What Happens to Teens When They Are Bored?

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Although you may zip through your days, feeling like you never have enough time, life can be drastically different for your teenager. In fact, some teenagers experience an issue virtually foreign to adults -- known as boredom. A bored teenager may be difficult to manage, warns psychologist Carl Pickhardt, with the Psychology Today website.

Boredom Equals Motivational Issues

  • Some amount of teen boredom may come from a teenager scanning a list of options available to her and deciding she doesn’t want to do any of them, offers the Women’s and Children’s Health Network. Maybe the teen thinks everything is too easy, too hard or just not worth her effort. A teen may claim boredom when choices are uninteresting or when the choices are options undesired or chosen by the teenager. The teen’s lack of control over personal options may lead to a lack of motivation, which can mask as boredom.

The Boredom Habit

  • Boredom can become a habit over time, especially if a teenager observes other people with influence exhibiting this behavior. With a boredom habit entrenched in a teenager’s life, the teenager may show symptoms of anger, depression, fatigue and loneliness. These feelings may occur due to the teenager’s perception of a lack of control over choices.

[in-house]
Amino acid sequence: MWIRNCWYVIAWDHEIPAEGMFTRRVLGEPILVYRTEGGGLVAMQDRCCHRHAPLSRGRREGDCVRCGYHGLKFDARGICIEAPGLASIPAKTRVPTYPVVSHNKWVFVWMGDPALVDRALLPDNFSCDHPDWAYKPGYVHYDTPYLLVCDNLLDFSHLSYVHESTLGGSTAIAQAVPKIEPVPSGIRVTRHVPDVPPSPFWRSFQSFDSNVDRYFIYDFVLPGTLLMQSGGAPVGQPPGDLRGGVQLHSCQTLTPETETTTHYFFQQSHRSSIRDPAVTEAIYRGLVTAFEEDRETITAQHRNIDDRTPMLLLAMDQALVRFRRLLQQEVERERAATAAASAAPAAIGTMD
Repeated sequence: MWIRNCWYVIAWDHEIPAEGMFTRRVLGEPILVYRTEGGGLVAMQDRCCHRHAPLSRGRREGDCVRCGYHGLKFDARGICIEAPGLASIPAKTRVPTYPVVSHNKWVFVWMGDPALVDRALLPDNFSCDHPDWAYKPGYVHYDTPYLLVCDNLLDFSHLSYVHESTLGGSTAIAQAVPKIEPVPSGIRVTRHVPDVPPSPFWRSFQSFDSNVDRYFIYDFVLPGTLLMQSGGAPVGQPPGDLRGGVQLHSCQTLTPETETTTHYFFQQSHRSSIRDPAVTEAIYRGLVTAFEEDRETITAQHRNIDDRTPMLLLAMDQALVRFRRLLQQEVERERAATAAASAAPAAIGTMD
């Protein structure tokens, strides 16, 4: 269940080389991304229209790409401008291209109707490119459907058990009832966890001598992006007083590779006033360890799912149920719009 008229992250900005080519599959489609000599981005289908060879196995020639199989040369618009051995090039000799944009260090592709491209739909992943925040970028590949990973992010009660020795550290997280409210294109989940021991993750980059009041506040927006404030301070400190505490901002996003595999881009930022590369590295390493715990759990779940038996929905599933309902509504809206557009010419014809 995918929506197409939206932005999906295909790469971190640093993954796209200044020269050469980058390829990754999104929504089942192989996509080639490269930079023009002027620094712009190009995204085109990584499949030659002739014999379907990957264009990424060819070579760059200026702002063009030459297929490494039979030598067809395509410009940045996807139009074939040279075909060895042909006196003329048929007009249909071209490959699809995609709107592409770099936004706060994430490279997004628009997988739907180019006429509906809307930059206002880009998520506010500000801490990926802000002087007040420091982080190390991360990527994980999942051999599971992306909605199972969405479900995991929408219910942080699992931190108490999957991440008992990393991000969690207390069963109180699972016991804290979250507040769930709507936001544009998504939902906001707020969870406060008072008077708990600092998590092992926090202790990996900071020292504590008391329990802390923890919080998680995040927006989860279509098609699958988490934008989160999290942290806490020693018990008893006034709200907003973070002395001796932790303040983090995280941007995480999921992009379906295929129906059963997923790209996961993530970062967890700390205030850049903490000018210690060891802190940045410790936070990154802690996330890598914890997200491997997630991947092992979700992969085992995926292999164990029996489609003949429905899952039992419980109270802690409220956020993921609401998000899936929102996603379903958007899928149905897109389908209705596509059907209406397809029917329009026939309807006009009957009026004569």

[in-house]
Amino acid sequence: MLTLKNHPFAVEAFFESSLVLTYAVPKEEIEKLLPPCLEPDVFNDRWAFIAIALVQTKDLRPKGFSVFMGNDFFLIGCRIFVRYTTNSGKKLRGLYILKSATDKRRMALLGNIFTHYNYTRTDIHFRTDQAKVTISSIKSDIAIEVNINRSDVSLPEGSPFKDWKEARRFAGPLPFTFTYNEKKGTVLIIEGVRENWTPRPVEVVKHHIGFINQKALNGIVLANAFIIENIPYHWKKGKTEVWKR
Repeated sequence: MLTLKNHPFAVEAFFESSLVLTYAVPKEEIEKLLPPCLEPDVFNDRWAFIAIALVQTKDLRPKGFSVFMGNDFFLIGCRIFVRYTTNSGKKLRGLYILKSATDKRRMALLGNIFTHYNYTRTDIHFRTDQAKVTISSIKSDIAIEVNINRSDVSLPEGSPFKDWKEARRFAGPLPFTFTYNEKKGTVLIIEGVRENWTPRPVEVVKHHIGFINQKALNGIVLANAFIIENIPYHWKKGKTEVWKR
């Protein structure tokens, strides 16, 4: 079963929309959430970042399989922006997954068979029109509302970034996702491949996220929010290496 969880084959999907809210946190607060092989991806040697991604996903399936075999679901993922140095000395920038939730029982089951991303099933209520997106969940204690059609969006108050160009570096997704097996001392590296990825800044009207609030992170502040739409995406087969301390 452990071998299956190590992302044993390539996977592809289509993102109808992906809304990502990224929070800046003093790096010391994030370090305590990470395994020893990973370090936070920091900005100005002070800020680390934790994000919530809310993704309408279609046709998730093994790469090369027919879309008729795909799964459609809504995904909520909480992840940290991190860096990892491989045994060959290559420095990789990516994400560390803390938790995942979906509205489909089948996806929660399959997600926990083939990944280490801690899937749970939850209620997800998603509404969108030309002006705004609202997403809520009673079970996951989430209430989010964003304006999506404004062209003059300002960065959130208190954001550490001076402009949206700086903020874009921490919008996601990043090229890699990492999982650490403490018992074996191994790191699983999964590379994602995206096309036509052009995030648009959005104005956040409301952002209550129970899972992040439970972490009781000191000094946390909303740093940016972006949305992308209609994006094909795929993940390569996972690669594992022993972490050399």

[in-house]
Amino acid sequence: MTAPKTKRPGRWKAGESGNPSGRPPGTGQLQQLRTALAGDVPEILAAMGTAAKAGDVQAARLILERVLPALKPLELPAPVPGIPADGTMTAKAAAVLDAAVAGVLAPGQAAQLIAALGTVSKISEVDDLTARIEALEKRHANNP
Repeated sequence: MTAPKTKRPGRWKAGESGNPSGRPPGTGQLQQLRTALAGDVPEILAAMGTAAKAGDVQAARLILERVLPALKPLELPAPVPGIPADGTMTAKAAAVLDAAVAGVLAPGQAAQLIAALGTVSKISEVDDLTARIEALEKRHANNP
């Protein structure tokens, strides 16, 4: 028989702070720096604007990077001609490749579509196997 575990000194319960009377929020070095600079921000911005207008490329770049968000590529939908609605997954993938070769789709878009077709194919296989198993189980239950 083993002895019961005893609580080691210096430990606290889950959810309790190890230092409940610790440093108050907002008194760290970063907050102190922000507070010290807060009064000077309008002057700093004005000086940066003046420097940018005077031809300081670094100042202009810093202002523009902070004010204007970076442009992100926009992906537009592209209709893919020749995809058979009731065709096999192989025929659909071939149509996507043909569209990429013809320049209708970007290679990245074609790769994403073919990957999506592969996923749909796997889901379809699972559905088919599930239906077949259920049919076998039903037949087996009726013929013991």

Making Choices

  • When a teenager feels bored, the adolescent has two choices to resolve the situation, counsels Sergio Diazgranados, parent coach with the Parenting Teenagers Academy website. The teenager might choose a constructive activity to relieve the boredom or the teenager might opt for a negative option that creates trouble. The energy that exists inside the teenager needs some type of outlet, so the choice for the teenager is whether to use the energy constructively or destructively.

Options

  • Parents have an opportunity to teach teenagers coping and personal management skills when they hear the words “I’m bored” or “That’s boring.” Parents may suggest that the teenager help with housework or even try a bonding activity between parent and child, suggests Pickhardt. It’s also helpful to encourage a teenager to step back from electronics for some time every day, engaging in other activities that involve face-to-face interaction with friends and family, creative activities or physical exercise. Encourage a teenager to use feelings of boredom to spark imagination.

References

  • Photo Credit Jupiterimages/Goodshoot/Getty Images
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